There is consensus that patient counseling with respect to mosaicism is essential pre-treatment, and that follow-up is fundamental. Nizzard (O-104) highlighted that the identification of mosaicism at the embryo stage introduces new challenges in obstetric care and that sharing of information between medical teams is essential. It remains to be seen if these pregnancies, resulting from mosaic embryos, are at higher risk for findings at ultrasound.

Non-Invasive PGT-A

Rubio (O-103) and Madjunkova (O-201) presented promising preliminary data in relation to non-invasive PGT-A and plans for RCTs. This involves the genetic testing of blastocoele fluid or spent culture media.

Rubio(O-103) reported an ongoing implantation rate of 52.9% when the trophectoderm biopsy and spent culture media both gave a euploid result, contrasting with a 16.7% ongoing implantation rate when trophectoderm was euploid but spent culture media was aneuploid. This suggests that the differing results potentially reflect mosaicism.

Madjunkova (O-201) suggested the mechanism of production of cell-free DNA is not apoptosis based on fragment size generated. They were also able to demonstrate that blastocyst morphology doesn’t significantly impact DNA yield or concordance rates.

Endometrial Receptivity

Given the growing popularity of FETs, Vinsonneau (O-021) examined whether the endometrial preparation impacted outcomes. Looking at natural cycles, stimulated cycles (with gonadotrophin) and artificial cycles (with sequential estrogen/progesterone treatment) in a multicenter retrospective study (14,421 cycles), they observed a significant increase in the miscarriage rate and a significant decrease in the live birth rates (LBR) in the artificial cycles compared to the others.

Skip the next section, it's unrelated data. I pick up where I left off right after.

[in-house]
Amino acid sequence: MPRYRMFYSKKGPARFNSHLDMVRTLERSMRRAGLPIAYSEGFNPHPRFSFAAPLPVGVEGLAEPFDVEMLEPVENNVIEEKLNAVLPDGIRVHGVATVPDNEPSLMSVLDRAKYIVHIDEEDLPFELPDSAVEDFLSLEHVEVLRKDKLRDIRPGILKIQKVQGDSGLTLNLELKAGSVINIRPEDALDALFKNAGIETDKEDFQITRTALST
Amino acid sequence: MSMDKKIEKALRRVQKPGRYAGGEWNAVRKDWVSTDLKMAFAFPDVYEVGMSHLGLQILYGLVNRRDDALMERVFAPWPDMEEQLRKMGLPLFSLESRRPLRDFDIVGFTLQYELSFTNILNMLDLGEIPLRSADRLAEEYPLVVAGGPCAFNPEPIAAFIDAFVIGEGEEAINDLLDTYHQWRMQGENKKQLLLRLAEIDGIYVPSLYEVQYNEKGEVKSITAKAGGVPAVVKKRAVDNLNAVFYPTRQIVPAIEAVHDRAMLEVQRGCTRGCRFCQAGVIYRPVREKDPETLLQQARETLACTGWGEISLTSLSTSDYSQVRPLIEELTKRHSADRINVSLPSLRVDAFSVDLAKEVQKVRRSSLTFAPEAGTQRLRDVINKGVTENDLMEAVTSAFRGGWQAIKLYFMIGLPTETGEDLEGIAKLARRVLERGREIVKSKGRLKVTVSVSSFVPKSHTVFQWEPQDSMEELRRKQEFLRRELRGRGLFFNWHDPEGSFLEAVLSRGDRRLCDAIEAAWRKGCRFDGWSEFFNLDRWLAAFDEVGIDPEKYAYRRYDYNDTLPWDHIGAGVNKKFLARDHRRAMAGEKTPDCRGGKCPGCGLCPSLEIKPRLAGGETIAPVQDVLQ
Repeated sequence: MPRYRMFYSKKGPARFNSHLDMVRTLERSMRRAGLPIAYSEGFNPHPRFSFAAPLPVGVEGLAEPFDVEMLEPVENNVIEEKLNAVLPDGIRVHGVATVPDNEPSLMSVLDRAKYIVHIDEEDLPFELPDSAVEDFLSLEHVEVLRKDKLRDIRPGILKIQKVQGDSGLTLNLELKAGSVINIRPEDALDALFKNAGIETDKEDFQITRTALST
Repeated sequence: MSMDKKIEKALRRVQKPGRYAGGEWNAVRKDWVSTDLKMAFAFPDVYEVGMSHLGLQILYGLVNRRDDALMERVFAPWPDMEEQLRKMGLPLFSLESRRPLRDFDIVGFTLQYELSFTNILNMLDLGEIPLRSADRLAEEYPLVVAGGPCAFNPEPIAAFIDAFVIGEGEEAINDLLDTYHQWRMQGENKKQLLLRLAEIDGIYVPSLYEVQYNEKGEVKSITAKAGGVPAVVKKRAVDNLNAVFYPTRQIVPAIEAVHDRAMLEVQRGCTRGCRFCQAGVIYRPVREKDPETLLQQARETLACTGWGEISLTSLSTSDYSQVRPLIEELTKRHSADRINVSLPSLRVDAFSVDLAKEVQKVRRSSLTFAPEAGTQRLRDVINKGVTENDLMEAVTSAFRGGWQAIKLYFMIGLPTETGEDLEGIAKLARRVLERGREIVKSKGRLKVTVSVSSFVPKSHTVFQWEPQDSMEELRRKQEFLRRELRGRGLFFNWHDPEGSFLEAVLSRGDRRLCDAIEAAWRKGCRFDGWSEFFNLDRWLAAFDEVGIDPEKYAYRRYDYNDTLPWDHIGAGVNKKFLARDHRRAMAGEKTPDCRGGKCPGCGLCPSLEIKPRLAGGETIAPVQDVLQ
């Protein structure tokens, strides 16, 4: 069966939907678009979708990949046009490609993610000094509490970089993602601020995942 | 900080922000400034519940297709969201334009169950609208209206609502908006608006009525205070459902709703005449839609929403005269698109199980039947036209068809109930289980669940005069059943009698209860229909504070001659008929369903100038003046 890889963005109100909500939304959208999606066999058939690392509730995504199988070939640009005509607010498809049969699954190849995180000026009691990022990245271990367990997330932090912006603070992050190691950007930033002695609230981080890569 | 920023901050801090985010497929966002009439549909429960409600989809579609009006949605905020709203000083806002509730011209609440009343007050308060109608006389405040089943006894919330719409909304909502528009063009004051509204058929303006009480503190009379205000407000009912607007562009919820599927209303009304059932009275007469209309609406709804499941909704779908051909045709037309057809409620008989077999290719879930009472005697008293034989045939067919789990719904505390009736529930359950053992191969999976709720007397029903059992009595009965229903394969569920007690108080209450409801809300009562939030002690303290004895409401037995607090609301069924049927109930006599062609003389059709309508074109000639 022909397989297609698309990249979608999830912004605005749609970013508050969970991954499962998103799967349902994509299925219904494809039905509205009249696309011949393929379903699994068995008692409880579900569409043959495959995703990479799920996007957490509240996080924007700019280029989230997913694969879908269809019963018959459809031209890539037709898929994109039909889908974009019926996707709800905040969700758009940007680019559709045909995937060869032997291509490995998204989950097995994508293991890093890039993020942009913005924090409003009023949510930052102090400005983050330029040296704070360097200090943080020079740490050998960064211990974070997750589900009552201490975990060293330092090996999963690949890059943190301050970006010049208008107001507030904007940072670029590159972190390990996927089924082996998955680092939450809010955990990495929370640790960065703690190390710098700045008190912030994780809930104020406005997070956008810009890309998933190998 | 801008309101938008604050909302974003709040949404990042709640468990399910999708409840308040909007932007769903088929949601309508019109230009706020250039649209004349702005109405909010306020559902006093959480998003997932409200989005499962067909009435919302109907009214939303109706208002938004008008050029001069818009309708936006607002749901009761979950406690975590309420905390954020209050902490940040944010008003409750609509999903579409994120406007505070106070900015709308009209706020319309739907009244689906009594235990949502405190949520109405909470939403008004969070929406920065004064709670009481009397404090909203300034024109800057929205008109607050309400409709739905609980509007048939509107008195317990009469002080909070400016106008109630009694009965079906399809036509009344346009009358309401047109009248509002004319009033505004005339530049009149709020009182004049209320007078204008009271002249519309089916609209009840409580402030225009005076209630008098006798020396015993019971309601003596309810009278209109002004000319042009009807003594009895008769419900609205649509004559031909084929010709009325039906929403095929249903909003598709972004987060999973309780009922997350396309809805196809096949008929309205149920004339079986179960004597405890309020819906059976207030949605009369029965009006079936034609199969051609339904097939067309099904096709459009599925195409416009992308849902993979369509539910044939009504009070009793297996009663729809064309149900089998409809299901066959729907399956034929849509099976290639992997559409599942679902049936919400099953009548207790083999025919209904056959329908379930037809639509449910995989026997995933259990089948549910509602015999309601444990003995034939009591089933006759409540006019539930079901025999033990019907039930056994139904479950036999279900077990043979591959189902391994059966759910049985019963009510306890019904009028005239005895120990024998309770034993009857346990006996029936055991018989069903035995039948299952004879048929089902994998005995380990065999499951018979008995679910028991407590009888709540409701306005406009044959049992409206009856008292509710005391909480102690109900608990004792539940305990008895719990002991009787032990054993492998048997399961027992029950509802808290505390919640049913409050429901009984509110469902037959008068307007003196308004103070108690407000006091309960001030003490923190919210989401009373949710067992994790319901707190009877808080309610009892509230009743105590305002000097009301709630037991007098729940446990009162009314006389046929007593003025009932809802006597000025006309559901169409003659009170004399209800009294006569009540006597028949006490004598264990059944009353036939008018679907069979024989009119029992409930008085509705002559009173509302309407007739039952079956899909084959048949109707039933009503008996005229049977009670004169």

El Hachem (O-024) also examined endometrial preparation, comparing transdermal and vaginal estrogen in artificial cycles. Transdermal estrogen was associated with improved endometrial thickness, shorter treatment duration, and fewer side effects. While clinical outcomes were not impacted, the patient satisfaction was higher in the transdermal group.

Taking a different angle, Entezami (O-128) examined the impact of endometrial preparation on the window of implantation (WOI) in repeated implantation failure (RIF) patients. It was demonstrated that a majority of patients who had suffered from RIF had a delayed WOI, and that acquisition of the receptive phenotype is more gradual, but that using endometrial receptivity to personalise ET day benefited all groups in terms of clinical pregnancy rate (CPR) and LBR.